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Radiant Light Over Vineyard, Cienega Valley

Posted by
Don Smith (California, United States) on 19 September 2009 in Landscape & Rural.


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AMINUS3 QUALITY ISSUES RESOLVED: For those of you who have been following my blog on a regular basis, you have undoubtedly heard me bemoaning the loss of image quality (for some, but now all) of my images when uploaded to Aminus3. I finally decided to write Jason Kravitz and we got to the root of the problem. I (like perhaps many of you) was sizing my images at 800 pixels at 72 dpi, then I was turing on the "auto-border" under the tab Options / Effects (I pay the monthly fee for higher quality uploads). It turns out that this was causing the image to be down-sized even more to accommodate the border template which in turn was causing an unevenness in the overall sharpness of the image, especially around the edges of the frame. Jason had me go back to the original TIFF file, down-size it to 1200 pixels and this made a huge difference! I've even tested turning the auto-border back on and can see no degradation in image quality. Thanks for the help Jason, and I hope this helps all of you who have had similar frustrations.

When I was a kid, I remember taking trips to Pinnacles National Monument with my family and driving past seemingly endless miles of cattle ranches. Nowadays, many of those ranches have been converted to the new cash cow (forgive the pun) - vineyards. It seems wine makers have discovered the region of south San Benito County and are turning grazing land into grape growing land. Apparently the soil is rich with gypsum, and combined with the region's mild Mediterranean climate, it makes for an unbeatable combination to produce award-winning wines.

As a nature photographer, I'm a bit ambivalent to the hand of man changing the look of the landscape, but on the other hand (and the puns just keep on coming), vineyards are not like housing developments, they tend to "blend in" with the surrounding landscape much the same as orchards or row crops.

I love incorporating design elements into my images whenever possible and vineyards present an opportunity for repeating patterns. My feeling is that a successful landscape image must have many ingredients working for it, but the key is that all the elements one choses to place in the frame must work in harmony, there must be a conscious link between the elements. One misplaced element can be enough to jolt the flow of an image and cause it to lose its rhythm (similar to a musical piece).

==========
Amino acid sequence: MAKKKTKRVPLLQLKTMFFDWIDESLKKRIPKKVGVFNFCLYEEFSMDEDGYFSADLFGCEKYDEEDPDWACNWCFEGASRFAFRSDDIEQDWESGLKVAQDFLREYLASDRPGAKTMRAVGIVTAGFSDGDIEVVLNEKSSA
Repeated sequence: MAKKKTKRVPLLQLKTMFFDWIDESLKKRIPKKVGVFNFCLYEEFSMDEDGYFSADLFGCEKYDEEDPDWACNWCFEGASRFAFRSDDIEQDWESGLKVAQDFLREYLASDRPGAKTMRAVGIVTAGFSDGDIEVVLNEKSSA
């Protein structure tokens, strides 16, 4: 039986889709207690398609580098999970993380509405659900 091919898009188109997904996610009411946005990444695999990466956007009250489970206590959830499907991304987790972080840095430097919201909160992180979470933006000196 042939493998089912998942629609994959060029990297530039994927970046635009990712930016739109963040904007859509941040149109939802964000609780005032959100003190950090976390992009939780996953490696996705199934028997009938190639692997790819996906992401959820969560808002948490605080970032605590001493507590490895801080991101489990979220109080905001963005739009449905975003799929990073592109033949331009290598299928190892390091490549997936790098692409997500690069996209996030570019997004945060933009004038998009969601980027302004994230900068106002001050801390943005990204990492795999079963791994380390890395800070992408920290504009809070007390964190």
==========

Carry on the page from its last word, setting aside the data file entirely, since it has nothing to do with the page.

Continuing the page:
With this image which was captured in Cienega Valley, I have two dominant elements - the beautiful storm clouds in the sky and the repeating pattern of the vineyards. The linking element(s) are the radiant crepuscular rays (God Beams) seemingly shining down from the heavens. The main subject would be the vineyards and the surrounding hills, but they are all tied together.

Would this image have worked if the beams were not present? I feel it would, but the beams are what takes it to the next level in my opinion. Was I lucky to get the beams? Yes and no. A bit of experience played a role here. When I first arrived at this scene (an hour prior to this image being captured) I could see the potential. I spotted openings in the clouds and knew the sun was sinking as it was late in the afternoon. I like to play "the what-if game." Sometimes this game pays dividends, and sometimes Mother Nature throws me a curve and pre-visualized images never materialize.

Fortunately on this afternoon, the clouds held steady, the sun sank, and the beams appeared! On the technical side, I used a Singh-Ray 3-stop soft edge split neutral density filter to balance the exposure of the sky and the vineyards. The resulting RAW file was a bit flat but that was easily corrected with a curves adjustment layer. The wind had begun to kick up so my shutter speed became a concern as I did not want to get blur with the moving leaves. Because I was fairly wide with a 35 mm focal length, I opted for an aperture of f/9 which gave me a shutter speed of 1/100, enough I felt to freeze any movement.

The next time you are out in the field making images, think about all the elements you include in your frame and check that they are all working in harmony. If not, eliminate what is not needed and see if that doesn't strengthen the overall composition.

Canon EOS-1Ds Mark II 1/100 second F/9.0 ISO 100 35 mm

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